Lest we think that all is well in the Honduran Congress as a deliberative body, recent news reports in Honduras document widespread corruption in the Honduran Congress; everything from the way money ends up back in Congressperson's pockets to the way laws as published in the official newspaper, are completely different than what was voted on in Congress. Corruption here is widespread, and deep.
The OAS mission to support the fight against corruption and impunity in Honduras (MACCIH for its acronym in Spanish) found out this week that the problem in Honduras with impunity and corruption isn't that they don't know how to follow the internationally recommended ways to combat corruption and write a legal framework that combats corruption. Since the 2009 coup numerous panels have made legislative suggestions that have been totally ignored. Honduran legislators, the Judicial and Executive branches have have deliberately ignored them for a reason.
The problem in Honduras continues to be that the government at all levels, from the legislative, to the Judicial, and the Executive branches, is rife with corruption. They actively choose to write legislation that facilitates corruption and impunity. No amount of MACCIH investigating crimes and suggesting model legislation will fix that. But only now is MACCIH waking up to the reality of Honduras.
This week the Honduran Supreme Court dismissed the first corruption case that MACCIH brought to trial. This was the case of the five Congresspeople who were paid off by the Executive branch for changing their allegiances to the National Party. In return they were paid using funds Congress allocated to an NGO for social programs. The money, some $300-$400,000 ended up in the private bank accounts of these five Congressmen.
It was a well documented case that should have easily resulted in a conviction. Instead, the Honduran Supreme Court threw one roadblock after another at the prosecution. First, they refused the request to have the Congressmen arrested to await trial in jail. Next they scheduled the first trial date to be the Dia de Innocentes (Innocents’ Day). The Supreme Couirt judge postponed hearings time after time.
Then Congress acted, or maybe the corrupt leaders of Congress acted would be more precise. All those leaders were, at the time, members of the National Party. The lame duck Congress came back after New Years and passed a series of laws, among then on January 18th a new "Ley Organica de Presupuesto"(decreto 117-2017) with some interesting clauses. The new law, as written, takes away from the Public Prosecutor's office the right to pursue crimes related to the budget of Honduras, instead giving it to the Tribunal Superior de Cuentas (TSC). The law particularly states that while the TSC is auditing any budget item, the judicial branch cannot act. To rub MACCIH's face in it, they made the law retroactive.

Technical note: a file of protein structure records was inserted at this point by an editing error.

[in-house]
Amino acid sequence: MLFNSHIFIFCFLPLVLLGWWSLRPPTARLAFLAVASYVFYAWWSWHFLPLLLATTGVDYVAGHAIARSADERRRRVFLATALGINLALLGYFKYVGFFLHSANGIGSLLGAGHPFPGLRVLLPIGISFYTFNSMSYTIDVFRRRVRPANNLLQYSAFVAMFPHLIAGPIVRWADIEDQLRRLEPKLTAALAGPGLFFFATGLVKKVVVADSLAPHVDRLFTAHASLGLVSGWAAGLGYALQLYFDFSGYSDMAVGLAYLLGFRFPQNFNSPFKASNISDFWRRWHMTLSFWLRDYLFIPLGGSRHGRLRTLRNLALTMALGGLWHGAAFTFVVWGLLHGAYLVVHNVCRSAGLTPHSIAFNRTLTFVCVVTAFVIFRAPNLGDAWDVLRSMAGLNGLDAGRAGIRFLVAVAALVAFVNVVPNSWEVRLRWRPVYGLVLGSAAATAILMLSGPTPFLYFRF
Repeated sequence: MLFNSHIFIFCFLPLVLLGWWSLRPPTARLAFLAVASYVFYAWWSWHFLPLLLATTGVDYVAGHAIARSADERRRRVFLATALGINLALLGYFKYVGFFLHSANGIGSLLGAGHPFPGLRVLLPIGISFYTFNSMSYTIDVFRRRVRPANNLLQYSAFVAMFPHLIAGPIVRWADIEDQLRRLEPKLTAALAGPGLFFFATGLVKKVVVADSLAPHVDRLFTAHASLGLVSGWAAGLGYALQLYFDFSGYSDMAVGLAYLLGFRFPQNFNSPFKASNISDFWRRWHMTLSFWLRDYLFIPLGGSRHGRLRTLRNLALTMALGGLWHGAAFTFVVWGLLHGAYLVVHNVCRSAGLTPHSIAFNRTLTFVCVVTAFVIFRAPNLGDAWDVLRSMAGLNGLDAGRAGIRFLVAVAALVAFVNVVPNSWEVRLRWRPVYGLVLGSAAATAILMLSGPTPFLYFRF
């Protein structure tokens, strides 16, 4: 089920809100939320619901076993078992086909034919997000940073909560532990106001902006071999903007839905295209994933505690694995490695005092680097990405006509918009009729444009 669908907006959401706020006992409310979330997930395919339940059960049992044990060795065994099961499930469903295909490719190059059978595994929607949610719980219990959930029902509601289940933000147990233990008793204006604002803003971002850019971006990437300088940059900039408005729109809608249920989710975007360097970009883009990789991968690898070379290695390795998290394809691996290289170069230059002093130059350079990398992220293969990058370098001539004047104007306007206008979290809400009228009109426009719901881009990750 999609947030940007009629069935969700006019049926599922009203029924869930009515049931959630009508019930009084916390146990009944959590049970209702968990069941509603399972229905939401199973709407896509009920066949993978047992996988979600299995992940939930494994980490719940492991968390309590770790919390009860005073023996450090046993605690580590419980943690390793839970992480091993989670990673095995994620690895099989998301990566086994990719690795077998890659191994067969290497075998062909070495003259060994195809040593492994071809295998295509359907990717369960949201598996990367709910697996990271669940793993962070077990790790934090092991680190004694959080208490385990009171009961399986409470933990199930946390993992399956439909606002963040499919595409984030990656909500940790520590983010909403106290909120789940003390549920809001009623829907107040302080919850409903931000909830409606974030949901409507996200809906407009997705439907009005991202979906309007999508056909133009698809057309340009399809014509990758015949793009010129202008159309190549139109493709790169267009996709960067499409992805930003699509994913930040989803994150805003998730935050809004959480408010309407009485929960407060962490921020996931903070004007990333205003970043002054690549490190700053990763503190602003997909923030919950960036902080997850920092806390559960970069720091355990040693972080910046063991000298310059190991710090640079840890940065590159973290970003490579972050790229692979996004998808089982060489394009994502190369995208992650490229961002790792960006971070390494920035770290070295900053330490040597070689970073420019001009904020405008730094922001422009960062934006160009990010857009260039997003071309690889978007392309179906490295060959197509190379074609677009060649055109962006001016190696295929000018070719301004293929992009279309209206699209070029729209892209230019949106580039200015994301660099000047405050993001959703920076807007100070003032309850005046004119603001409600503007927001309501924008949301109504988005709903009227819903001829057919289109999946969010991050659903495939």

Given the new law, the Supreme Court judge dismissed the case against the five Congresspersons because the Public Prosecutor's office had no standing to bring the case. MACCIH works with the Public Prosecutor's office, not the Tribunal Superior de Cuentas. Not only does this destroy MACCIH's ability to investigate and prosecute the crimes it was set up to pursue, but it also closes investigations it had open on over 60 Congresspeople, including the President of the Congress, Mauricio Oliva.
Article 16 of the law gave Congresspeople the right to request, administer, and spend public funds from any source (government, NGOs, etc) that are for community development, social aid, and the improvement of law and democracy. This change in the law legitimates the transfer of funds to the five charged Congresspersons.
Article 131 of the new law authorized the Tribunal Superior de Cuentas (TSC) to audit the use of these funds, specifically funds from 2006-2018, retroactively. It gives the TSE 3 years to perform the audit of those years and only when it is done, and publishes its report, will changes be adduced and filed against anyone. No criminal charges can be filed against anyone on these grounds while the TSC is investigating and writing its report. Nor can civil charges be filed.
These changes passed with 69 votes for, and only 2 against, with 11 abstentions. The changes shut down MACCIH's investigations and ability to bring charges against this kind of financial corruption.